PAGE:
US4029844 *Feb 20, 1975Jun 14, 1977Atlantic Research CorporationRocket nozzle comprising pyrolytic graphite-silicon carbide inserts
US4068037 *Jan 2, 1976Jan 10, 1978Avco CorporationSilicon carbide filaments and method
US4131697 *Sep 12, 1977Dec 26, 1978Association Pour La Recherches Et Le Developpement Des Methodes Et Processus IndustrielsMethod of coating carbon filaments with silicon carbide
Referenced by
Citing PatentFiling datePublication dateApplicantTitle
US4405685 *Nov 10, 1981Sep 20, 1983Agency Of Industrial Science & Technology, Ministry Of International Trade & IndustryCarbon fibers with duplex metal carbide coating and methods for manufacture thereof
US4511663 *Aug 9, 1984Apr 16, 1985Corning Glass WorksFiber-reinforced composites
US4576827 *Apr 23, 1984Mar 18, 1986Nordson CorporationElectrostatic spray coating system
US4585696 *May 25, 1984Apr 29, 1986Brown, Boveri & Cie AgSuperconducting fiber
US4596741 *Dec 6, 1983Jun 24, 1986Shin-Etsu Chemical Co., Ltd.Carbon fibers having improved surface properties and a method for the preparation thereof
US4623228 *Oct 25, 1984Nov 18, 1986United Technologies CorporationComposite mirror substrate
US4642271 *Feb 11, 1985Feb 10, 1987The United States Of America As Represented By The Secretary Of The NavyBN coating of ceramic fibers for ceramic fiber composites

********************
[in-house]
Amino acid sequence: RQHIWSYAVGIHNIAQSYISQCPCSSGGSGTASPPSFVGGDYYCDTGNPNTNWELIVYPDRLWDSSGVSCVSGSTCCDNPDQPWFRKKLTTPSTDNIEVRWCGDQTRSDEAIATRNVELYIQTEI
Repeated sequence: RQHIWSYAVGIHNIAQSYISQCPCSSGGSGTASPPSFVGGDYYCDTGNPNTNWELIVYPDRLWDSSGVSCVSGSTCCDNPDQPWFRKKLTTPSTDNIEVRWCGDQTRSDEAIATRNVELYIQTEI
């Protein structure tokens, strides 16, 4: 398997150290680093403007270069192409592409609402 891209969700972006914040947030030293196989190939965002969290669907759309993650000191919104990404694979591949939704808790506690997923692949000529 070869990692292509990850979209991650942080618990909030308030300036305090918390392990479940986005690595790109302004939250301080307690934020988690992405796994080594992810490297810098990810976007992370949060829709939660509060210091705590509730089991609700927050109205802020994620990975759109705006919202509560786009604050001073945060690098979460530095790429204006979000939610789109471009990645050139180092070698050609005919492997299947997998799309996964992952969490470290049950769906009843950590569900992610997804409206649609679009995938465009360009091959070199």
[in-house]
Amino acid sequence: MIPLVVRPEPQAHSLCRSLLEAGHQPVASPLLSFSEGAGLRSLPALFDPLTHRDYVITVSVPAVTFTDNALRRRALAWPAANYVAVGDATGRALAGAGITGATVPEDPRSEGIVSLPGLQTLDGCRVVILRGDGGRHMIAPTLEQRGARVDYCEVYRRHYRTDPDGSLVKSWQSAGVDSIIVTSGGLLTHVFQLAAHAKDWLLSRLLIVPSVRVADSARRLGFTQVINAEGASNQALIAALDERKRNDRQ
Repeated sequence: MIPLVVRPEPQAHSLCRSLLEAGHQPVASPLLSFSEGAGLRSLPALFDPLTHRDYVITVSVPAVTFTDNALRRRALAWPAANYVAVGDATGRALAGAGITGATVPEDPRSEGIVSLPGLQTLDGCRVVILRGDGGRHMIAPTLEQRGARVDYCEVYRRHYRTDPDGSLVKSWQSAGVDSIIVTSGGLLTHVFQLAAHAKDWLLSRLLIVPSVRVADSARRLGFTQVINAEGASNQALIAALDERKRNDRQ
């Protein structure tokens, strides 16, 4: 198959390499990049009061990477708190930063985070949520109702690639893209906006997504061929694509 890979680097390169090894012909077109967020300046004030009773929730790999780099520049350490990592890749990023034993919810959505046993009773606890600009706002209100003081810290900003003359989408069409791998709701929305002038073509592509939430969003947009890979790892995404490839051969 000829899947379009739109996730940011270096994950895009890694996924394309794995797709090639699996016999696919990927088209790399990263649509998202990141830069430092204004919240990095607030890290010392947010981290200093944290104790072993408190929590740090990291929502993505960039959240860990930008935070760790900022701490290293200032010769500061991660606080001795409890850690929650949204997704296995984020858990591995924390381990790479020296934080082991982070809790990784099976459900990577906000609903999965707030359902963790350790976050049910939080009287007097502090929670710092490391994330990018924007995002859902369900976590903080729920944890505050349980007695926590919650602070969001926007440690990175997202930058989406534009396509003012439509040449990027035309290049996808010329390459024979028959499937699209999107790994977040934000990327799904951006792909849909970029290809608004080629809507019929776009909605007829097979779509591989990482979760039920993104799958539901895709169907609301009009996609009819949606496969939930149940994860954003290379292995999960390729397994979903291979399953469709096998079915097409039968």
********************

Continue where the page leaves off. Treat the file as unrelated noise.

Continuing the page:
US4706912 *Dec 16, 1985Nov 17, 1987The United States Of America As Represented By The Secretary Of The ArmyStructural external insulation for hypersonic missiles
US4739935 *Mar 12, 1986Apr 26, 1988Nordson CorporationFlexible voltage cable for electrostatic spray gun
US4855262 *Feb 12, 1988Aug 8, 1989Battelle Memorial InstituteMethod of manufacturing silicon nitride composition reinforced with silicon carbide whiskers having silicon oxide coating
US4871587 *Aug 8, 1988Oct 3, 1989Harry LevinProcess for coating an object with silicon carbide
US4898778 *Nov 28, 1988Feb 6, 1990Avco CorporationSilicon carbide monofilaments for improved composite properties and method
US4923719 *Aug 22, 1988May 8, 1990Allied-Signal Inc.Method of coating silicon carbide fibers
US4976899 *May 11, 1989Dec 11, 1990Gerard RousseauProcess for the production of a composite material with matrix and reinforcing fibers of carbon
US5045398 *Jan 9, 1990Sep 3, 1991Harry LevinSilicon carbide product
US5132145 *Feb 2, 1990Jul 21, 1992Societe AnonymeMethod of making composite material crucible for use in a device for making single crystals
US5154862 *Mar 7, 1986Oct 13, 1992Thermo Electron CorporationMethod of forming composite articles from CVD gas streams and solid particles of fibers
US5262235 *Oct 28, 1991Nov 16, 1993General Electric CompanyCoated ceramic fiber system